The dataset for a systematic review of the attractant-decoy and repellent- plant hypotheses: do plants with heterospecific neighbours escape herbivory?

Dataset examining functional assessment of animals with plant facilitation complexes

Dataset for A systematic review and conceptual framework for the mechanistic pathways of nurse plants

Dataset for Land management trumps the effects of climate change and elevated CO2 on grassland functioning

A systematic review of the ecological literature on cushion plants

A systematic review of arthropod community diversity in association with invasive plants

Indirect interactions in terrestrial plant communities: emerging patterns and research gaps Dataset

As a community, I would love to see the other synthesis datasets out there too. I have found quite a few but they are often in the form of online supplements associated with standard publications. There could be some really neat connections across meta-analyses between conservation, ecology, and different taxa.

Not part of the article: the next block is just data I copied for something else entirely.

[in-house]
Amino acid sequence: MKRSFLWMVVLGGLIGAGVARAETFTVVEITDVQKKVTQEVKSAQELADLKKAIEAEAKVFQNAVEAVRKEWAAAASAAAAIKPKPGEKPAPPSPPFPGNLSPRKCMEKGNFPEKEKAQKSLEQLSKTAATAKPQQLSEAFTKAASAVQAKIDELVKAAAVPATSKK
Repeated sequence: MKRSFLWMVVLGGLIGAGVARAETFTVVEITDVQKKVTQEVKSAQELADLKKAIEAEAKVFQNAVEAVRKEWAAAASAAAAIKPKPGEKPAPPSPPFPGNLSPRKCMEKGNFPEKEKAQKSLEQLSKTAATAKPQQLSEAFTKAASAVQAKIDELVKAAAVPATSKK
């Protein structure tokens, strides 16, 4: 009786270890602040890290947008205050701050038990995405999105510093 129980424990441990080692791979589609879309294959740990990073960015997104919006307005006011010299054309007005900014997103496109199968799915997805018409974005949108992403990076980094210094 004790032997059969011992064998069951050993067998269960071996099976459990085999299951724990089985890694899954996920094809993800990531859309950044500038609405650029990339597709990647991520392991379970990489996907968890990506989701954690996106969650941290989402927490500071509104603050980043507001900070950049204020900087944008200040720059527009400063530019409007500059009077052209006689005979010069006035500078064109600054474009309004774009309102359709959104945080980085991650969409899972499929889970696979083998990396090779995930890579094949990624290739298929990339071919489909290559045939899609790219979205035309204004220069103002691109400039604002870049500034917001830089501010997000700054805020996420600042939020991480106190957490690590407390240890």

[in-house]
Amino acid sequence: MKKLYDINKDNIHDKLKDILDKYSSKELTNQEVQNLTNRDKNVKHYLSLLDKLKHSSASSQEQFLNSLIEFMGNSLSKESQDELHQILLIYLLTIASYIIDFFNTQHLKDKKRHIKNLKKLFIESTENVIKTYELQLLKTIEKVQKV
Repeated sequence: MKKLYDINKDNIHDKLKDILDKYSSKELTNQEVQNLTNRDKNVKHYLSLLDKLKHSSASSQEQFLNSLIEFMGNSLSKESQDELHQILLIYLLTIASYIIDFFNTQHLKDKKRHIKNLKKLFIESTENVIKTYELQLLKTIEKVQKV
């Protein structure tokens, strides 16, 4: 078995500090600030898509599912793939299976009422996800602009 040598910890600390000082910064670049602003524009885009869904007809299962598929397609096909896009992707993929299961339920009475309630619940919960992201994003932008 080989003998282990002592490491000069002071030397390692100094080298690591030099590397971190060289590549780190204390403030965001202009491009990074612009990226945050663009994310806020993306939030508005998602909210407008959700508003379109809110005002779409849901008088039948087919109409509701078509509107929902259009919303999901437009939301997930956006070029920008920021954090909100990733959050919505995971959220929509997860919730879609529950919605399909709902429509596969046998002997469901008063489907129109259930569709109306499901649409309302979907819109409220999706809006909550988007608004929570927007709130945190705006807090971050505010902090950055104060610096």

If you have derived, synthesis datasets published (and done all that work to aggregate independent data), please publish then share them with the tag #ecosynthesis. If you do it leading up the ESA annual meeting, use the tag #ESA100 too and folks can explore them at the meeting!


Changing interactions in a changing world for #ESA2015 & #oe3c

ESA: The future of gradient studies in examining plant-plant interactions for the next 100 years.

That is the crazy ambitious title for my ESA2015 talk.

Instead, I prefer the following running title for the more synthetic version of the talk I will be giving at the oe3c annual meeting.

Changing interactions in a changing world.